The use of thermography for monitoring cattle health and welfare

Thermal imaging is a risk-free and fast examination method that can be used to detect injuries and infections in cattle. Inflammations raise the surface temperature of the inflamed area and, on the other hand, swelling decreases the surface temperature. The thermal imaging camera is a very accurate measuring instrument. It detects temperature differences that are less than a half of degree, while the sense of touch of human hand is able to estimate the temperature with an accuracy of two degrees of Celsius. Instead of just measuring the temperature in one point, it draws a complete image of temperatures of the object. Thermal imaging camera can be used to detect, for example, the early stage of mastitis so that the animal can be treated earlier and with lower costs.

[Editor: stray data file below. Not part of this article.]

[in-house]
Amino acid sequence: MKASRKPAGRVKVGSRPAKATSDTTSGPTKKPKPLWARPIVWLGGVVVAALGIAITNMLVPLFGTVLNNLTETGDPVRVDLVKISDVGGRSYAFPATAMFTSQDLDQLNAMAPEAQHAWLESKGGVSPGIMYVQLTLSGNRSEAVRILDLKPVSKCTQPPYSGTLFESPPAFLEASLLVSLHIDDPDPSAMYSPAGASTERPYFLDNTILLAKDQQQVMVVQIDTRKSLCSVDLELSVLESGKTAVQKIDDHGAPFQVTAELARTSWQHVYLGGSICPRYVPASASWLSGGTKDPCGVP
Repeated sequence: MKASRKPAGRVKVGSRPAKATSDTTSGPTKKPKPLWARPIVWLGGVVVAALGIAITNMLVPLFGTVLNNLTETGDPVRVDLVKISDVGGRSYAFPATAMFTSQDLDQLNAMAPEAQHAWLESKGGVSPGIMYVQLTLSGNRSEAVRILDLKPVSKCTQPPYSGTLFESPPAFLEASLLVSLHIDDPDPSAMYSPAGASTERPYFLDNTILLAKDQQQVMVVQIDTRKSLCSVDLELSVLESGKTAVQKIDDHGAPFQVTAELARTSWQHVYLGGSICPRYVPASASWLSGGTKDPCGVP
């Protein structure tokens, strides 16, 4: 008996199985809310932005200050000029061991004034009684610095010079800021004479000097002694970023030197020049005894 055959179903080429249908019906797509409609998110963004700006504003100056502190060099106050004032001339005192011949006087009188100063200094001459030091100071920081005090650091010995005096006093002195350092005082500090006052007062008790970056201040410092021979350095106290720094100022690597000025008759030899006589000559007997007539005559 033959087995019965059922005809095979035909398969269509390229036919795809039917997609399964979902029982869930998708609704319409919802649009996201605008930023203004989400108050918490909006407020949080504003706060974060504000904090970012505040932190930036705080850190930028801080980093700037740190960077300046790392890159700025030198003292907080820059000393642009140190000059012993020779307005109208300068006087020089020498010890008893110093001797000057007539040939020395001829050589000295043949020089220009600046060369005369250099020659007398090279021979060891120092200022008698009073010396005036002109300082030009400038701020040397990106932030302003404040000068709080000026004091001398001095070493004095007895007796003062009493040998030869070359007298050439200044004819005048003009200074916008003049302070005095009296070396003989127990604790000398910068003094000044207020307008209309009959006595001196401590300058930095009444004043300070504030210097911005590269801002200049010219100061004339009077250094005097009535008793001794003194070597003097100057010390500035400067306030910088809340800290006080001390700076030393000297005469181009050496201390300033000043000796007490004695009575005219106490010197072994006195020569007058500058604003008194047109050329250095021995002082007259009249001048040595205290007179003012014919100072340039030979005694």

Thermal imaging can potentially been used in:

• Monitoring of udder health

• Monitoring of hoof health

• In the assessment the extent of inflammation in the hoof

• Monitoring calf well-being in cold housing

• Locating the inflammation when the animal looks ill without a clear cause

In the studies, thermal imaging has been found to be suitable for measuring animal welfare. Nevertheless, there is only limited amount of experience of the use of thermography in monitoring cattle well-being in real life. There is a growing interest in applying thermal imaging in every day cattle health care, but the use is limited as clear instructions for the interpretation of the images are not available. The objective of Kuvaa Nautaa project is to develop comprehensive information package on the use of thermography in cattle health care. These instructions are designed for farmers as well as for veterinarians, hoof trimmers and agricultural experts.

IR 4631

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